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Linking bacterial community composition to soil salinity along environmental gradients

Rath, Kristin M. LU ; Fierer, Noah; Murphy, Daniel V. and Rousk, Johannes LU (2019) In ISME Journal 13. p.836-846
Abstract

Salinization is recognized as a threat to soil fertility worldwide. A challenge in understanding the effects of salinity on soil microbial communities is the fact that it can be difficult to disentangle the effects of salinity from those of other variables that may co-vary with salinity. Here we use a trait-based approach to identify direct effects of salinity on soil bacterial communities across two salinity gradients. Through dose–response relationships between salinity and bacterial growth, we quantified distributions of the trait salt tolerance within the communities. Community salt tolerance was closely correlated with soil salinity, indicating a strong filtering effect of salinity on the bacterial communities. Accompanying the... (More)

Salinization is recognized as a threat to soil fertility worldwide. A challenge in understanding the effects of salinity on soil microbial communities is the fact that it can be difficult to disentangle the effects of salinity from those of other variables that may co-vary with salinity. Here we use a trait-based approach to identify direct effects of salinity on soil bacterial communities across two salinity gradients. Through dose–response relationships between salinity and bacterial growth, we quantified distributions of the trait salt tolerance within the communities. Community salt tolerance was closely correlated with soil salinity, indicating a strong filtering effect of salinity on the bacterial communities. Accompanying the increases in salt tolerance were consistent shifts in bacterial community composition. We identified specific bacterial taxa that increased in relative abundances with community salt tolerance, which could be used as bioindicators for high community salt tolerance. A strong filtering effect was also observed for pH across the gradients, with pH tolerance of bacterial communities correlated to soil pH. We propose phenotypic trait distributions aggregated at the community level as a useful approach to study the role of environmental factors as filters of microbial community composition.

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organization
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type
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publication status
published
subject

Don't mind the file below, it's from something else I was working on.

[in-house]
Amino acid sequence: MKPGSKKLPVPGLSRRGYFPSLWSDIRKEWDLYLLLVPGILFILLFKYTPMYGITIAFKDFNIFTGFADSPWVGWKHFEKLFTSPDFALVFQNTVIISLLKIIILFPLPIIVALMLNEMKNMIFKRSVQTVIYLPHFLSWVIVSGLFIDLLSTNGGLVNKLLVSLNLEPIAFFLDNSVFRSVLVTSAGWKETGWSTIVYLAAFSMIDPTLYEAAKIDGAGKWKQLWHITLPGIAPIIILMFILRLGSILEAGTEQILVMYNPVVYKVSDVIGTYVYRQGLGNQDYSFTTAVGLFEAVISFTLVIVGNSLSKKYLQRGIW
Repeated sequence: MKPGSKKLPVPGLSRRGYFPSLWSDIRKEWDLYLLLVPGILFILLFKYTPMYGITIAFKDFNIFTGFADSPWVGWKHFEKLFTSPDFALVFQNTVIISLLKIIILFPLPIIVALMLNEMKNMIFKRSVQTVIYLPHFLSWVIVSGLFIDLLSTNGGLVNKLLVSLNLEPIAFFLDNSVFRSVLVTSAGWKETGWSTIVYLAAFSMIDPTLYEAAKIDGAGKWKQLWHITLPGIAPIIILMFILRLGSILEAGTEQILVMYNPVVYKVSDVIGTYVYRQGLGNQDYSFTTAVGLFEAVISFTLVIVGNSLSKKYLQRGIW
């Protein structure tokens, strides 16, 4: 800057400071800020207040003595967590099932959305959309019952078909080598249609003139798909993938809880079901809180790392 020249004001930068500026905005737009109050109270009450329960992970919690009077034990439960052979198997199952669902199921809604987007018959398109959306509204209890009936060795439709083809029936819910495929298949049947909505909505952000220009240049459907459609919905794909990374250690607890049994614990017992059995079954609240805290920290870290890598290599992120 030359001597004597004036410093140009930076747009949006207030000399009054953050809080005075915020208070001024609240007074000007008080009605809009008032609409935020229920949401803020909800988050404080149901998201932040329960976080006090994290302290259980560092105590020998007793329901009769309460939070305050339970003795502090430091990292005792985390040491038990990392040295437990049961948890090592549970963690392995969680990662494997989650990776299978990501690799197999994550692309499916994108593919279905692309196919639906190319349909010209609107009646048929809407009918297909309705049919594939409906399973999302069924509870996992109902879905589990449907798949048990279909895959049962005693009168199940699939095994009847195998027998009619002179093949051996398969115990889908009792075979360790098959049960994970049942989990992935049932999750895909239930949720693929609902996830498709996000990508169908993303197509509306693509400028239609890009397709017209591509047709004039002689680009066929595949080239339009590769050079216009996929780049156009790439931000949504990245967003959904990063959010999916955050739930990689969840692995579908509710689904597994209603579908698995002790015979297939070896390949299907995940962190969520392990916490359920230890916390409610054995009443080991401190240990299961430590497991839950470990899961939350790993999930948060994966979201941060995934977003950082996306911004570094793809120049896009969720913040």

in
ISME Journal
volume
13
pages
12 pages
publisher
Nature Publishing Group
external identifiers
  • scopus:85056745707
ISSN
1751-7362
DOI
10.1038/s41396-018-0313-8
language
English
LU publication?
yes
id
533b874b-b981-4ae2-955d-7551617e1638
date added to LUP
2018-11-28 12:53:42
date last changed
2019-11-13 05:21:42
@article{533b874b-b981-4ae2-955d-7551617e1638,
  abstract     = {<p>Salinization is recognized as a threat to soil fertility worldwide. A challenge in understanding the effects of salinity on soil microbial communities is the fact that it can be difficult to disentangle the effects of salinity from those of other variables that may co-vary with salinity. Here we use a trait-based approach to identify direct effects of salinity on soil bacterial communities across two salinity gradients. Through dose–response relationships between salinity and bacterial growth, we quantified distributions of the trait salt tolerance within the communities. Community salt tolerance was closely correlated with soil salinity, indicating a strong filtering effect of salinity on the bacterial communities. Accompanying the increases in salt tolerance were consistent shifts in bacterial community composition. We identified specific bacterial taxa that increased in relative abundances with community salt tolerance, which could be used as bioindicators for high community salt tolerance. A strong filtering effect was also observed for pH across the gradients, with pH tolerance of bacterial communities correlated to soil pH. We propose phenotypic trait distributions aggregated at the community level as a useful approach to study the role of environmental factors as filters of microbial community composition.</p>},
  author       = {Rath, Kristin M. and Fierer, Noah and Murphy, Daniel V. and Rousk, Johannes},
  issn         = {1751-7362},
  language     = {eng},
  pages        = {836--846},
  publisher    = {Nature Publishing Group},
  series       = {ISME Journal},
  title        = {Linking bacterial community composition to soil salinity along environmental gradients},
  url          = {http://dx.doi.org/10.1038/s41396-018-0313-8},
  volume       = {13},
  year         = {2019},
}